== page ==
The US has said that withdrawing from Afghanistan will give it more bandwidth to deal with Russia and its “serious competitor” China. The latter in particular, has become a key target. Chinese academic Wang Zhengxu asserts that the US should learn from its Afghanistan experience that the military option should only be used in self-defence. If it gets involved in China’s core concerns and insists on building an anti-China alliance, China will bristle and regional instability can only increase.
People celebrate in the streets with members of Guinea's armed forces after the arrest of Guinea's president, Alpha Conde, in a coup d'etat in Conakry, Guinea, 5 September 2021. (Cellou Binani/AFP)

Guinea coup: Why did non-interventionist China speak up?

Many were caught off-guard when China made forceful statements against the military coup in Guinea. Hasn't China always been circumspect and asked countries to resolve their internal issues well in past such cases? Perhaps Guinea being China’s leading source of bauxite for its aluminum industry is a key motivation. Or perhaps it is a case of finally feeling the need to step up to a greater international role? Zaobao’s China Desk examines the issue.
US Vice President Kamala Harris (second from left) prepares to depart Vietnam at Noi Bai International Airport, following her first official visit to Asia, in Hanoi on 26 August 2021. (Evelyn Hockstein/AFP)

US academic: Consequences if Southeast Asia fails to align with US on China policy

The Biden administration has sought to re-engage with Southeast Asia, but there are limits to how much traction it can get in the region. And if Southeast Asian nations continue to not align with the US on countering the challenge posed by China, it is highly likely that Washington will shift its focus to like-minded actors who will coordinate with it.
Taliban fighters gather along a street during a rally in Kabul, Afghanistan on 31 August 2021. (Hoshang Hashimi/AFP)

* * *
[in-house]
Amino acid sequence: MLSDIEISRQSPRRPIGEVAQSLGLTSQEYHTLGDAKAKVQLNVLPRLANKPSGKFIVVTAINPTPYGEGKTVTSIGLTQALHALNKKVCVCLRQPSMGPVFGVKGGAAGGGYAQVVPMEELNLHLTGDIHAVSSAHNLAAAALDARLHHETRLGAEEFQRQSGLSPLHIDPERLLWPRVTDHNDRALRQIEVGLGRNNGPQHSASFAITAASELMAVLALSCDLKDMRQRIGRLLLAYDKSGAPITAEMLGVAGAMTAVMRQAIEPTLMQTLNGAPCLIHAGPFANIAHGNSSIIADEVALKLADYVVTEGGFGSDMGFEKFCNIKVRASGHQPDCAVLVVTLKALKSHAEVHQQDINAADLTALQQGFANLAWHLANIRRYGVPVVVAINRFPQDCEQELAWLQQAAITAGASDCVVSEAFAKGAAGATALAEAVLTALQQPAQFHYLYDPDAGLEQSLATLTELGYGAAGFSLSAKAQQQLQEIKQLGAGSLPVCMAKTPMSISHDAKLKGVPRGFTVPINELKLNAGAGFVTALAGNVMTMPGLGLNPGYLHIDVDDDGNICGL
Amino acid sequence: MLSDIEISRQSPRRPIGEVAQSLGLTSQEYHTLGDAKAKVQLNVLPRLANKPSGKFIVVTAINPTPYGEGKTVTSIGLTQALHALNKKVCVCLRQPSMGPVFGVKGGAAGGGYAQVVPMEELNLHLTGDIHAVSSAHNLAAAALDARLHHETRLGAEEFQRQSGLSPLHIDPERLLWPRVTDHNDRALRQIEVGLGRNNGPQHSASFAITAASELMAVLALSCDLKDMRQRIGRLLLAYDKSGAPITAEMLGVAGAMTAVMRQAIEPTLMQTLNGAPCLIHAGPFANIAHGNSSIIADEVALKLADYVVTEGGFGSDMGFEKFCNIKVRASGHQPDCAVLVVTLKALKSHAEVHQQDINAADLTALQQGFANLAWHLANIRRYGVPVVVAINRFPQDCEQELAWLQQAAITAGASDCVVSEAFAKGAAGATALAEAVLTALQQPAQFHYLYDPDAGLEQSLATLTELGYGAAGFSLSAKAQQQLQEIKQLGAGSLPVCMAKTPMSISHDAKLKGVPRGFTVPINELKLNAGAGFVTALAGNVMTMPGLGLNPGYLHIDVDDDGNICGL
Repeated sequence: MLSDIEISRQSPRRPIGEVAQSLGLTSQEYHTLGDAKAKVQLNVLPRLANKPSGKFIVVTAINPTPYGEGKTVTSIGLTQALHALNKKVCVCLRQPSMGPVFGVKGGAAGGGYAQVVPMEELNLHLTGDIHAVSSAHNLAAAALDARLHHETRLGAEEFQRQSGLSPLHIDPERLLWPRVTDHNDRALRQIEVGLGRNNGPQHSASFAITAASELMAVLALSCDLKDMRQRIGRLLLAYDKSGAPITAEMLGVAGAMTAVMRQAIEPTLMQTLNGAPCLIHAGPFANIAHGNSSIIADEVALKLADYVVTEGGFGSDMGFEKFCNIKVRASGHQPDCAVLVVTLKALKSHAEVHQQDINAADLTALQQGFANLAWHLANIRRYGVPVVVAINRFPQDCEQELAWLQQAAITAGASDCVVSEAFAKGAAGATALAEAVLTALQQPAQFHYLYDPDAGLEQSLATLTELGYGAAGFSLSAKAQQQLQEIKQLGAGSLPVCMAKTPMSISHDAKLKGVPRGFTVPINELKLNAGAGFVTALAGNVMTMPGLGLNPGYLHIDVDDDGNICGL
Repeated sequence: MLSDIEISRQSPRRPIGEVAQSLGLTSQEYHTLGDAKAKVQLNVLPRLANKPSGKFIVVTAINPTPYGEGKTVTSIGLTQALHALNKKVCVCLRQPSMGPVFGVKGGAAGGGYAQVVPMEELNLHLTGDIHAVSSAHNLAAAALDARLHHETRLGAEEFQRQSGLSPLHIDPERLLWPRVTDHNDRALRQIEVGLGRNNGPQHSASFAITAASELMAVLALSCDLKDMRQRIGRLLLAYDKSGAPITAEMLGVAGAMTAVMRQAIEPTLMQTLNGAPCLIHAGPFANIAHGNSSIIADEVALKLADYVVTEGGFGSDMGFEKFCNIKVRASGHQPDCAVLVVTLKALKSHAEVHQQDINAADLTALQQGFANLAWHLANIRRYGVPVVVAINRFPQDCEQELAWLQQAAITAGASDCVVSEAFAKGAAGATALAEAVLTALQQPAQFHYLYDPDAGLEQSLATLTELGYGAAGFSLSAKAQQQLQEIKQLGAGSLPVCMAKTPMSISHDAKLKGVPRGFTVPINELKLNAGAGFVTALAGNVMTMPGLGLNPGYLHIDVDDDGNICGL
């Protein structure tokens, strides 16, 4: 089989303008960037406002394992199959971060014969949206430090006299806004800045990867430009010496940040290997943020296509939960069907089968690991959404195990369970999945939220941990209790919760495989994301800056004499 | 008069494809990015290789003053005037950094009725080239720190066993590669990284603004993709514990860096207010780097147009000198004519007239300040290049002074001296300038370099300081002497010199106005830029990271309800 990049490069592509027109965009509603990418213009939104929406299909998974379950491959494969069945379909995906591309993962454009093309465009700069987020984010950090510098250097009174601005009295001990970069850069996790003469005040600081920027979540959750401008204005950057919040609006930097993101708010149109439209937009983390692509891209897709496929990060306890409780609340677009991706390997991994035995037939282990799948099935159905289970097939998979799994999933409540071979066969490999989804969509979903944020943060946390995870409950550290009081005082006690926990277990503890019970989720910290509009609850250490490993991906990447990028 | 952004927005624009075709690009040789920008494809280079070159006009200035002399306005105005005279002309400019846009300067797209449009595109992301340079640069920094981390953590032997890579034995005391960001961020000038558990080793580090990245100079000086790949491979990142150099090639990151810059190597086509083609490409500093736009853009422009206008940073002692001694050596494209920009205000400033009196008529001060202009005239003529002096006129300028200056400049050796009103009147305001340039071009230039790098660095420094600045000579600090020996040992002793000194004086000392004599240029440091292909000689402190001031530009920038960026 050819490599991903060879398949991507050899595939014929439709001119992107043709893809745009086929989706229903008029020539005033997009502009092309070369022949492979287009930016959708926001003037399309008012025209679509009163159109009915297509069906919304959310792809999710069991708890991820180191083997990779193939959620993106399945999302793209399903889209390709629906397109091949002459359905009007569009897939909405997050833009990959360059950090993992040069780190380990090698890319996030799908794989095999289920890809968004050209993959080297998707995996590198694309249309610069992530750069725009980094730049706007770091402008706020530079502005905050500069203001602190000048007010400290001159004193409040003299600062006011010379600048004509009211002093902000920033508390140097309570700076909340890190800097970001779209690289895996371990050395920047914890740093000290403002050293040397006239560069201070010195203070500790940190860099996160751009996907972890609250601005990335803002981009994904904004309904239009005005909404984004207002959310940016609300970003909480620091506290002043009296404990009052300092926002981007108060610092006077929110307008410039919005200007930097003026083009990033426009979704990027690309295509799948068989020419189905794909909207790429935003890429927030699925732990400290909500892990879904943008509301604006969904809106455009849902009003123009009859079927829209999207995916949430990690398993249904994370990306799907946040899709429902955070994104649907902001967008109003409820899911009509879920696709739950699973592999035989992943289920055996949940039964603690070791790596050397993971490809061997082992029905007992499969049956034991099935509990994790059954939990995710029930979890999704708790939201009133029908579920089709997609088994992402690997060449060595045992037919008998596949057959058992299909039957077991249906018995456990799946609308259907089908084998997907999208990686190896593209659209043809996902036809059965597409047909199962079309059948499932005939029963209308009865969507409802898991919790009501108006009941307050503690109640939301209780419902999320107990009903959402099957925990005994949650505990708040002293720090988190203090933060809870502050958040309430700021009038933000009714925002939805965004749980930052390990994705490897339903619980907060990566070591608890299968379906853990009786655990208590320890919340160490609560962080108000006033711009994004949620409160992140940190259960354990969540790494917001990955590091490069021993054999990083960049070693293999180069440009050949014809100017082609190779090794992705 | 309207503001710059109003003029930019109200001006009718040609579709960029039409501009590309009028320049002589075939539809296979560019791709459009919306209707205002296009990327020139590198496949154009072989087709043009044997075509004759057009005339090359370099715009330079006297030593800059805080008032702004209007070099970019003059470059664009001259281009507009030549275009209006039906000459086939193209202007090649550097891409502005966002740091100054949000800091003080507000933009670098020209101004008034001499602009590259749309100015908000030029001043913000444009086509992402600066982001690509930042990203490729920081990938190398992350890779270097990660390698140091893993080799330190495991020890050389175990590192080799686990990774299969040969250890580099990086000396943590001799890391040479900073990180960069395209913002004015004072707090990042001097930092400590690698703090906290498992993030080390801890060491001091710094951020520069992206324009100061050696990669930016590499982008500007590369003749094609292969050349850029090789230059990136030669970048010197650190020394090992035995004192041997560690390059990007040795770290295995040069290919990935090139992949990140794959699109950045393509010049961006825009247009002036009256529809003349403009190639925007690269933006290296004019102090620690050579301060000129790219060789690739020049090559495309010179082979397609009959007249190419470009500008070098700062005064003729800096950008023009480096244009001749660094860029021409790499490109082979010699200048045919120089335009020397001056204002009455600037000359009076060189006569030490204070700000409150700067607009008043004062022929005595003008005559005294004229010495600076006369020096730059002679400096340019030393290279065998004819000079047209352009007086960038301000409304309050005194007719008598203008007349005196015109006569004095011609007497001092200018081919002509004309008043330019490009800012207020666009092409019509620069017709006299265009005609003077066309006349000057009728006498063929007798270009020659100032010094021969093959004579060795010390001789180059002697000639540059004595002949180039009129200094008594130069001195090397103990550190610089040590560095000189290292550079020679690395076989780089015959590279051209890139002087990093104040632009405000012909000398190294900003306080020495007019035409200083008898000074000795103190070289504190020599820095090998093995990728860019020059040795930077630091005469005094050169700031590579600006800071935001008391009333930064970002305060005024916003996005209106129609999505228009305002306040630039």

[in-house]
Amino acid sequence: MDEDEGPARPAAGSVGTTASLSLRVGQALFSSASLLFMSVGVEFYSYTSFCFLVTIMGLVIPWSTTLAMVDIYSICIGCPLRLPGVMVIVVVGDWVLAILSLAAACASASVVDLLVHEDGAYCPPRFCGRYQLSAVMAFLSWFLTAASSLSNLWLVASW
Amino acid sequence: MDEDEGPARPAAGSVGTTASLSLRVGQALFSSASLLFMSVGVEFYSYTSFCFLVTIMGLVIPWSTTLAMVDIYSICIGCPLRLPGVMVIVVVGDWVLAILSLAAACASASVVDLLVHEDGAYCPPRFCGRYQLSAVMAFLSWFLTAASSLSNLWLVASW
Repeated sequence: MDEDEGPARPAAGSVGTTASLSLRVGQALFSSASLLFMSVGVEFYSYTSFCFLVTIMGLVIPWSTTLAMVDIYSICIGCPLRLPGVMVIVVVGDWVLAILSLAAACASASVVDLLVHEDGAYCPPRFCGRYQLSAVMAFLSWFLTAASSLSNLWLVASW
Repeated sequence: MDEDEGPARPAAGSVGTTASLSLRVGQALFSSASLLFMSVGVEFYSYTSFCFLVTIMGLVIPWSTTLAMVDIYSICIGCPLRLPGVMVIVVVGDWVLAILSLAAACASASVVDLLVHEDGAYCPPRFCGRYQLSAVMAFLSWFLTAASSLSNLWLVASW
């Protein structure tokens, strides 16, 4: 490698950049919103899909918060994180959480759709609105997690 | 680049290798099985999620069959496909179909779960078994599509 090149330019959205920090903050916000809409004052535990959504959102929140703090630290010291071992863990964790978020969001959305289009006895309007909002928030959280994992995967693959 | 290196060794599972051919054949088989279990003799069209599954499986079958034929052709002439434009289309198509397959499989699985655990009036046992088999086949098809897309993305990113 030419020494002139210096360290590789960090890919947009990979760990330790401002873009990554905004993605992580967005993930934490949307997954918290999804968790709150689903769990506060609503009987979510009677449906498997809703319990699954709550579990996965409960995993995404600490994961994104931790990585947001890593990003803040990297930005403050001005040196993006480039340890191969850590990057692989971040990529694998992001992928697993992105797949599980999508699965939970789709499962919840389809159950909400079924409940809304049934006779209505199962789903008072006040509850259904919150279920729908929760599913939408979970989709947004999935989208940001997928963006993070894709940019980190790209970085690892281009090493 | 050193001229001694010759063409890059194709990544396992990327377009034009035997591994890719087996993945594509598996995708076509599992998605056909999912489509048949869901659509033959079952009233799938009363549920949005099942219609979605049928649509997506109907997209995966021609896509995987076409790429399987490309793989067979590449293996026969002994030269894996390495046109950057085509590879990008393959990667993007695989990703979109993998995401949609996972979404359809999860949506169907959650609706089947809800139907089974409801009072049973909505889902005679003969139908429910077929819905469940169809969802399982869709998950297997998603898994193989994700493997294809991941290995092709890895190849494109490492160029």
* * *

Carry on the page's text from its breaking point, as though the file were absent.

The future of China-Afghanistan relations: Lessons from history

Ma Haiyun asserts that parallels between current events and Afghan geopolitics in the mid to late 18th century reveal the complexity of Afghanistan’s historical relations and the delicacy of contemporary Afghan-China relations. Even if an economy-for-security approach is used, various conditions will need to be met as China and other countries tread lightly.
The Lithuanian Embassy in Beijing on 10 August 2021, as China demanded Lithuania to recall its envoy to Beijing. (Jade Gao/AFP)

Japanese academic: The politics behind the name 'Taiwanese Representative Office in Lithuania'

While Beijing has objected strongly to the Lithuanian government's move of allowing Taiwan to open a representative office under the name “Taiwan” rather than “Taipei”, Taiwan has lashed out at “autocratic” Beijing, saying that its ties with Lithuania are based on the shared values of freedom, democracy, respect for human rights and the rule of law. Japanese academic Shin Kawashima examines the names of Taiwan's overseas offices and of various countries' offices in Taiwan, analysing the subtleties behind the different naming conventions.